New Year, New You: Out-Garden Yourself!

GUEST BLOG:  Jocelyn Wilkie has written our first blog post for 2017 from her winter home in Indiana.  A passionate gardener and writer, Jocelyn is best known for her amazing planter creations.  We look forward to seeing her back working with us in THE SHE SHED later this spring.

To begin the year, I thought I’d start out with the obligatory ‘New Year, New Me’ post. Typically these are made in the form of a hashtag in the Twittersphere (#newyearnewme), or are laid on top of a stunning landscape photo with an inspiring message; however, after a 2 week circulation, these are forgotten and followed by a depressing slide back into the winter blues and post-holiday funk. The good news is those people hashtagging and backsliding don’t garden like I do! While it’s easy to get down in the soul-crushingly long days of darkness and cold with no ‘exciting’ holidays until Easter, this is actually one of the most creative times of the year. Discovering what is possible in the gardening world, and what you are capable of creating, calls for long evenings scrolling through photos and boards, spreading out visions on piles of papers, and laying out paint chips to visualize colour schemes.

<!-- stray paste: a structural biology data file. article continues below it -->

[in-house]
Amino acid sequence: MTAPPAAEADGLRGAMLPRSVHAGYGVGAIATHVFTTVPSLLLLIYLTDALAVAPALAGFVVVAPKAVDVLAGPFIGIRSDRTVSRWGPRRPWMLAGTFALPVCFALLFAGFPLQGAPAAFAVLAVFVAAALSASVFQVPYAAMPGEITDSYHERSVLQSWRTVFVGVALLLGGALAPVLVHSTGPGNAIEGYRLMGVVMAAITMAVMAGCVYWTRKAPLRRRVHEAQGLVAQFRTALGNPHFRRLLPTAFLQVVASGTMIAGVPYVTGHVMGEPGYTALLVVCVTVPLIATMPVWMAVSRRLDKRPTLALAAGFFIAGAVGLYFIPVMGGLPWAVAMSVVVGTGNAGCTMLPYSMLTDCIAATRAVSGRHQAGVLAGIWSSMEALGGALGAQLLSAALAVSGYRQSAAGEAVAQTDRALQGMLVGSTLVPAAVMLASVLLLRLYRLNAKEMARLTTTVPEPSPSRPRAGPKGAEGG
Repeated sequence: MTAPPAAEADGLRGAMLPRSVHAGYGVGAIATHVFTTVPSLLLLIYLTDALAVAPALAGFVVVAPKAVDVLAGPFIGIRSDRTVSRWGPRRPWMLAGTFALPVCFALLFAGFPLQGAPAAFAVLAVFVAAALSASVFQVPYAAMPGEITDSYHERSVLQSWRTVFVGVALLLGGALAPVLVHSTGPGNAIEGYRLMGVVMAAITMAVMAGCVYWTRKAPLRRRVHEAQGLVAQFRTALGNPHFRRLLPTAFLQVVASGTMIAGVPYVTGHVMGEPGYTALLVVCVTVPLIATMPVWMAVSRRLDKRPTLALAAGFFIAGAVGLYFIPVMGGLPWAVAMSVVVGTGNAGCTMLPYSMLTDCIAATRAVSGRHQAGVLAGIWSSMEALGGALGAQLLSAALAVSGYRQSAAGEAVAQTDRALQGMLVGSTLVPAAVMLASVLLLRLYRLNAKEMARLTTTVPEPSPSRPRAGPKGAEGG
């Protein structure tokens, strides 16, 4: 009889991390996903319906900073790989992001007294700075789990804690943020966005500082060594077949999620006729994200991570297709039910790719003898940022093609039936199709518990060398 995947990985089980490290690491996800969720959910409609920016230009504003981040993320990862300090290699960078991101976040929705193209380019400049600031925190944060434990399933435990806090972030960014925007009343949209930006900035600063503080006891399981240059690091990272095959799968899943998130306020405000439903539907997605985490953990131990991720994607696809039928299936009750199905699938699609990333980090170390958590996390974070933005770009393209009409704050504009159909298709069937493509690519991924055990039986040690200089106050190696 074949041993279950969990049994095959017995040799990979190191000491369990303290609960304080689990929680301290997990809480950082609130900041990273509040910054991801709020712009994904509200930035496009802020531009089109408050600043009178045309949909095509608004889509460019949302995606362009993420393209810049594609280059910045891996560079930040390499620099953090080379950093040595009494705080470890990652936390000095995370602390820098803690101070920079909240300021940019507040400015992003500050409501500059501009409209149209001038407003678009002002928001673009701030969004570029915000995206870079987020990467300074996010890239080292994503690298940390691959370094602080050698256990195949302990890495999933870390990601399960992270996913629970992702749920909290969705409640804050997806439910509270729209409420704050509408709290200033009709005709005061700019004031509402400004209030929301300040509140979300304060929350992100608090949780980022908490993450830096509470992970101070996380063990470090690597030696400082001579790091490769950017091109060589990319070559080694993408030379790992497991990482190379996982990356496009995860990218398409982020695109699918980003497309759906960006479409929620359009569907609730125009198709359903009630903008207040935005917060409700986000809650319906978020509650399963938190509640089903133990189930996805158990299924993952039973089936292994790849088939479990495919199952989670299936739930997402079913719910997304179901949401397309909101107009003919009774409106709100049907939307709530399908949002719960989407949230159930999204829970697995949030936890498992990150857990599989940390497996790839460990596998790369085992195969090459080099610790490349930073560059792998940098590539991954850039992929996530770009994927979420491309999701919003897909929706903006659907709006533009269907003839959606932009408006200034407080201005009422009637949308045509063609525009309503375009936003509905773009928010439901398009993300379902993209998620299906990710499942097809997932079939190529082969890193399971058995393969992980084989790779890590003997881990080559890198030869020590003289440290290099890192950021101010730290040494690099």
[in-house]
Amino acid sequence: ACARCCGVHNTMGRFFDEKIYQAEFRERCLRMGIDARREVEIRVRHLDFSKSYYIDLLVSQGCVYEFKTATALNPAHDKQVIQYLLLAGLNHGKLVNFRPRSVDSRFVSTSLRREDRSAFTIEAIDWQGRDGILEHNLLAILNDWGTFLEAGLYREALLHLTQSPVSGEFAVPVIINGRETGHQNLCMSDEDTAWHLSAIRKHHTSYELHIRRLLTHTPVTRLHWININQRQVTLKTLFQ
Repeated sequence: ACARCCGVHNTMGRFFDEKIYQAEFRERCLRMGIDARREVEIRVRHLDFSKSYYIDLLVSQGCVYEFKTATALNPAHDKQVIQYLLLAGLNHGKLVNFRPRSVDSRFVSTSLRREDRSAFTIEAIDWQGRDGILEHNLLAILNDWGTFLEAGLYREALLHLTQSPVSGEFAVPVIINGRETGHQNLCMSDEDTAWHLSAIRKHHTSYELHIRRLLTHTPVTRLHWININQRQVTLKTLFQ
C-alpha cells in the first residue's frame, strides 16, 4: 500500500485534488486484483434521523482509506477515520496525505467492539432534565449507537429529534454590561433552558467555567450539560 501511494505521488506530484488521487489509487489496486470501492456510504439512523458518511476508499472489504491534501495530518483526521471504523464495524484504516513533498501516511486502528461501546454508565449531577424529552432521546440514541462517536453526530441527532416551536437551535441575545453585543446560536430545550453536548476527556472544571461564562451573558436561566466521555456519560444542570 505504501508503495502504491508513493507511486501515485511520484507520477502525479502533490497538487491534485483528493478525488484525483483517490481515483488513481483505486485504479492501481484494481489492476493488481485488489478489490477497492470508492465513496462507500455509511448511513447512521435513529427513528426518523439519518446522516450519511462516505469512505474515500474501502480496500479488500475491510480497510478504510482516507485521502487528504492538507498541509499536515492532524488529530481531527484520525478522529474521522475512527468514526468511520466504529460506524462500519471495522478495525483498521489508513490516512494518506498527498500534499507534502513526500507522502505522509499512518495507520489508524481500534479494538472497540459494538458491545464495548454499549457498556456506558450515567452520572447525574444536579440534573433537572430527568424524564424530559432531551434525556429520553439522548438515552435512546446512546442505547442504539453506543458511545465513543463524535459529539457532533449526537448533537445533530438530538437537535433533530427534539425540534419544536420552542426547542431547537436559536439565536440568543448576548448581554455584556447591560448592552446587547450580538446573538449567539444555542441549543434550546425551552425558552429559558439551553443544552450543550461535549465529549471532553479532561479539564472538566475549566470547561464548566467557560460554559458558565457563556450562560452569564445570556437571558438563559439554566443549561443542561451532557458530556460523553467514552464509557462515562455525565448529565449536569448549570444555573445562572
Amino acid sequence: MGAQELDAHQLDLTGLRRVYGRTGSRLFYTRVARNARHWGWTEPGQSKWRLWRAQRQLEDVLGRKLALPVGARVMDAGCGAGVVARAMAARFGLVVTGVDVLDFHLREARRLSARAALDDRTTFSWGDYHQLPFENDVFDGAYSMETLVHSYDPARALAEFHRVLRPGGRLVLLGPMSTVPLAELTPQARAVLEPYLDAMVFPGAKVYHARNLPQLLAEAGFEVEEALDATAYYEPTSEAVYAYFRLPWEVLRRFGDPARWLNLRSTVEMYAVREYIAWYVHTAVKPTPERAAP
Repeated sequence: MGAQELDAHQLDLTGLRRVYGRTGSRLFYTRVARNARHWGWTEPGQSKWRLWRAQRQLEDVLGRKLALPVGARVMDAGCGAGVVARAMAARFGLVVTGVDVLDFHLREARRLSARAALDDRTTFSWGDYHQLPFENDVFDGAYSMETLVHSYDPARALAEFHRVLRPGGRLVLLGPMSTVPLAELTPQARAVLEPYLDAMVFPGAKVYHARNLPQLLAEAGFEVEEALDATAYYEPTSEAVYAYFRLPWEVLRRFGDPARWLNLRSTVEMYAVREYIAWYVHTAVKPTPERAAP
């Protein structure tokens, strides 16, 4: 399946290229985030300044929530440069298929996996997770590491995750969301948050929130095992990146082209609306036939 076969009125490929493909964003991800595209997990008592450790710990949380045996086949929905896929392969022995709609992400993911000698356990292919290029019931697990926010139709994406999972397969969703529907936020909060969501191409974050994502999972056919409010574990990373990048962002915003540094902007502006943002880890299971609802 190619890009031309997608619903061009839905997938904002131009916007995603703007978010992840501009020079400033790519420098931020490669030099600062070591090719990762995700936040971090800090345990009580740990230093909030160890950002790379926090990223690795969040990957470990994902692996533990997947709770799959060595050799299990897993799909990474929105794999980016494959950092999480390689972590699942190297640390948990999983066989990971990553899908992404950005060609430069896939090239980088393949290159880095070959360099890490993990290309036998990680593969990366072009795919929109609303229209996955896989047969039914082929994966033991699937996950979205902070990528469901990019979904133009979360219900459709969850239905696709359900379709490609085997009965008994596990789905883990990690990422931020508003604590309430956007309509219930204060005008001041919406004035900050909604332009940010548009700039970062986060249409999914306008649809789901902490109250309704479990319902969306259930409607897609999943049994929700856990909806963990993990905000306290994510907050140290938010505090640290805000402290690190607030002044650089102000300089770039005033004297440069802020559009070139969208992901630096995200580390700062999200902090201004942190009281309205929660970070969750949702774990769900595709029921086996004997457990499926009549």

As a tech savvy gardener (the best kind to be), there are no limits to what we can create in our gardens: Pinterest boards, blogs, Youtube videos, and the like describe and document our ideas for all to see. My winter months are best spent looking over my photos of previous years’ planters, researching the newest plants and colour combos, while snacking on the last of my autumn harvests. While the poinsettias are drooping and the winter greenery planters are looking a bit haggard in their ice beds, reminiscing about what the coming season can look like gets my creative juices flowing.

For me, this is not the time to spend reorganizing a current garden; the perennials are best herded in the late fall when you can really see what’s in each bed. I believe it is time to focus on either completely empty beds or annual pots. A bonus of this is that they are likely stored in a warm spot and not buried in snow! To begin, I figure out how many areas I have to work with (this number always doubles for me, and there is only a little bit of shame in lying to myself to ‘budget’ before tax season). More often than not, I have about 10 planters that get filled at various points of the spring and summer season. Once I know the general size, shape, and colour of pots that I am working with, my imagination can run buck-wild (and boy does it ever!) 

-Black Potato Vine (Ipomoea batatas), Creeping Jenny (Lysimachia nummularia), Million Bells (Calibrachoa), Watermelon Coleus (Plectranthus scutellarioides),  Dusty Miller (Centaurea cineraria), Vinca (Vinca maculata)

-Black Potato Vine (Ipomoea batatas), Creeping Jenny (Lysimachia nummularia), Million Bells (Calibrachoa), Watermelon Coleus (Plectranthus scutellarioides),  Dusty Miller (Centaurea cineraria), Vinca (Vinca maculata)